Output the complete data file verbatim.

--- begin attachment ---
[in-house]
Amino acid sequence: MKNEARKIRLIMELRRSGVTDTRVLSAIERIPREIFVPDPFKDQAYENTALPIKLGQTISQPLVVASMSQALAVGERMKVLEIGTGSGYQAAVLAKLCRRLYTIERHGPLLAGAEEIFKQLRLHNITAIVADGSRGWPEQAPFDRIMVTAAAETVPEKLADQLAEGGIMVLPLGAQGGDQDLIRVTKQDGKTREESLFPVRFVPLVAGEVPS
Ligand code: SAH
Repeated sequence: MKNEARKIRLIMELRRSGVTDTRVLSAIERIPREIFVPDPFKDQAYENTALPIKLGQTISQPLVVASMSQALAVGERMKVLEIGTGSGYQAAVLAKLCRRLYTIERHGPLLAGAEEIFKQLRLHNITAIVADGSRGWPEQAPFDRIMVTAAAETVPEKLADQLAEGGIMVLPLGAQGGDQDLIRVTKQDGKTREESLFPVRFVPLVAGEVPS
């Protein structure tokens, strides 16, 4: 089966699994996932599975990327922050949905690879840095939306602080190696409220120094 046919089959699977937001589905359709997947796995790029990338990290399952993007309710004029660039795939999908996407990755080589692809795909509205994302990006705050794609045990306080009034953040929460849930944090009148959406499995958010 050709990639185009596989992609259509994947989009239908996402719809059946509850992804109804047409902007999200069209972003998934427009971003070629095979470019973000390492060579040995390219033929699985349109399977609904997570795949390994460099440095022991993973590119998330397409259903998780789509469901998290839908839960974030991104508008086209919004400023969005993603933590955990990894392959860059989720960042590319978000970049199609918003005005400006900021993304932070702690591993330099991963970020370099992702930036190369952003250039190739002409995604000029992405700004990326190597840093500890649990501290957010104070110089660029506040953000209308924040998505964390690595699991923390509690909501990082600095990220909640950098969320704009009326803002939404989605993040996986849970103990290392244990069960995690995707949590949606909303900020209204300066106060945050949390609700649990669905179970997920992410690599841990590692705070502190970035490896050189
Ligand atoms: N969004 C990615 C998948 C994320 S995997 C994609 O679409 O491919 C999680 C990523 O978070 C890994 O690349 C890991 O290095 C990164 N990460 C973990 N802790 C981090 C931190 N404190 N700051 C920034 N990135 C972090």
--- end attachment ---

[in-house]
Amino acid sequence: MKNEARKIRLIMELRRSGVTDTRVLSAIERIPREIFVPDPFKDQAYENTALPIKLGQTISQPLVVASMSQALAVGERMKVLEIGTGSGYQAAVLAKLCRRLYTIERHGPLLAGAEEIFKQLRLHNITAIVADGSRGWPEQAPFDRIMVTAAAETVPEKLADQLAEGGIMVLPLGAQGGDQDLIRVTKQDGKTREESLFPVRFVPLVAGEVPS
Ligand code: SAH
Repeated sequence: MKNEARKIRLIMELRRSGVTDTRVLSAIERIPREIFVPDPFKDQAYENTALPIKLGQTISQPLVVASMSQALAVGERMKVLEIGTGSGYQAAVLAKLCRRLYTIERHGPLLAGAEEIFKQLRLHNITAIVADGSRGWPEQAPFDRIMVTAAAETVPEKLADQLAEGGIMVLPLGAQGGDQDLIRVTKQDGKTREESLFPVRFVPLVAGEVPS
């Protein structure tokens, strides 16, 4: 089966699994996932599975990327922050949905690879840095939306602080190696409220120094 046919089959699977937001589905359709997947796995790029990338990290399952993007309710004029660039795939999908996407990755080589692809795909509205994302990006705050794609045990306080009034953040929460849930944090009148959406499995958010 050709990639185009596989992609259509994947989009239908996402719809059946509850992804109804047409902007999200069209972003998934427009971003070629095979470019973000390492060579040995390219033929699985349109399977609904997570795949390994460099440095022991993973590119998330397409259903998780789509469901998290839908839960974030991104508008086209919004400023969005993603933590955990990894392959860059989720960042590319978000970049199609918003005005400006900021993304932070702690591993330099991963970020370099992702930036190369952003250039190739002409995604000029992405700004990326190597840093500890649990501290957010104070110089660029506040953000209308924040998505964390690595699991923390509690909501990082600095990220909640950098969320704009009326803002939404989605993040996986849970103990290392244990069960995690995707949590949606909303900020209204300066106060945050949390609700649990669905179970997920992410690599841990590692705070502190970035490896050189
Ligand atoms: N969004 C990615 C998948 C994320 S995997 C994609 O679409 O491919 C999680 C990523 O978070 C890994 O690349 C890991 O290095 C990164 N990460 C973990 N802790 C981090 C931190 N404190 N700051 C920034 N990135 C972090």